- Number 319 |
- August 30, 2010
Large CO2 release speeds up ice age melting
Melting Ice Cubes
Radiocarbon dating is used to determine the age of everything from ancient artifacts to prehistoric corals on the ocean bottom.
But in a recent study appearing in the Aug. 26 edition of the journal, Nature, a scientist from DOE's Lawrence Livermore National Laboratory and his colleagues used the method to trace the pathway of carbon dioxide released from the deep ocean to the atmosphere at the end of the last ice age.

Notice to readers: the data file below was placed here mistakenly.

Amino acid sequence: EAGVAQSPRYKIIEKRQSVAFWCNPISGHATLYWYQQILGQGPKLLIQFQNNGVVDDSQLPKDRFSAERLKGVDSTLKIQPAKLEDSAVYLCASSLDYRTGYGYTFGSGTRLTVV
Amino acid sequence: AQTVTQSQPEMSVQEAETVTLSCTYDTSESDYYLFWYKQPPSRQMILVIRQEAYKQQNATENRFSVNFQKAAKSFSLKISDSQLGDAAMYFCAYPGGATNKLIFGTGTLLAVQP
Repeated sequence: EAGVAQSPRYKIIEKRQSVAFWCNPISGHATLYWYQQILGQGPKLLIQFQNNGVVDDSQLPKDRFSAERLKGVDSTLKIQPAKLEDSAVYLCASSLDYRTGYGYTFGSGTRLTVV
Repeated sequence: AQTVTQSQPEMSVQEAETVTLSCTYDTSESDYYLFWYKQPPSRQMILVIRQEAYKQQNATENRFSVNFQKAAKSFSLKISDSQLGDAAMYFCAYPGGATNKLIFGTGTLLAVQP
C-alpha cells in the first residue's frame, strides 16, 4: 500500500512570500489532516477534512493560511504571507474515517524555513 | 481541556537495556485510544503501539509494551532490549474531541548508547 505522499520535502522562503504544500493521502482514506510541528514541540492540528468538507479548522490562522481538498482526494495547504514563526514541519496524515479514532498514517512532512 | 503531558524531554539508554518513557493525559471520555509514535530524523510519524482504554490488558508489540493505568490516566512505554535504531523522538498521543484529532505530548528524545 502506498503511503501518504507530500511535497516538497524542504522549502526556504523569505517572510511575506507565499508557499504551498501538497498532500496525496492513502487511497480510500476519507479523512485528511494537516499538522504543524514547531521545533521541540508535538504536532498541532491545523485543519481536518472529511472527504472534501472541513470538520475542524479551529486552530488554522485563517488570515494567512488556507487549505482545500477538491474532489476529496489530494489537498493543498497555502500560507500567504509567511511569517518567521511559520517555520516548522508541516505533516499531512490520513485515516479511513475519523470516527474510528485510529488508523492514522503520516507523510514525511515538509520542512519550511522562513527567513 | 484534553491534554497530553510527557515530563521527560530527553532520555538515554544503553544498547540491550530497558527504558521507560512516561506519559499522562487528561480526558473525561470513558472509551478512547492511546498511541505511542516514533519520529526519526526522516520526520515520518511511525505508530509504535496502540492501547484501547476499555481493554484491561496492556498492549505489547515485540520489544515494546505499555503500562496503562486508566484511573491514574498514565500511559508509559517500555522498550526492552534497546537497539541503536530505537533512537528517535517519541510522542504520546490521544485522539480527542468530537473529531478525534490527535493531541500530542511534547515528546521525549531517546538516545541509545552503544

The team noticed that a rapid increase in atmospheric CO2 concentrations coincided with a reduced amount of carbon-14 relative to carbon-12 (the two isotopes of carbon that are used for carbon dating and are referred to as radiocarbon) in the atmosphere.
“This suggests that there was a release of very ‘old’ or low 14/12CO2 from the deep ocean to the atmosphere during the end of the last ice age,” said Tom Guilderson, an author on the paper and a scientist at LLNL’s Center for Accelerator Mass Spectrometry. The study suggests that CO2 release may speed up the melting following an ice age.
[Anne M. Stark, 925-422-9799,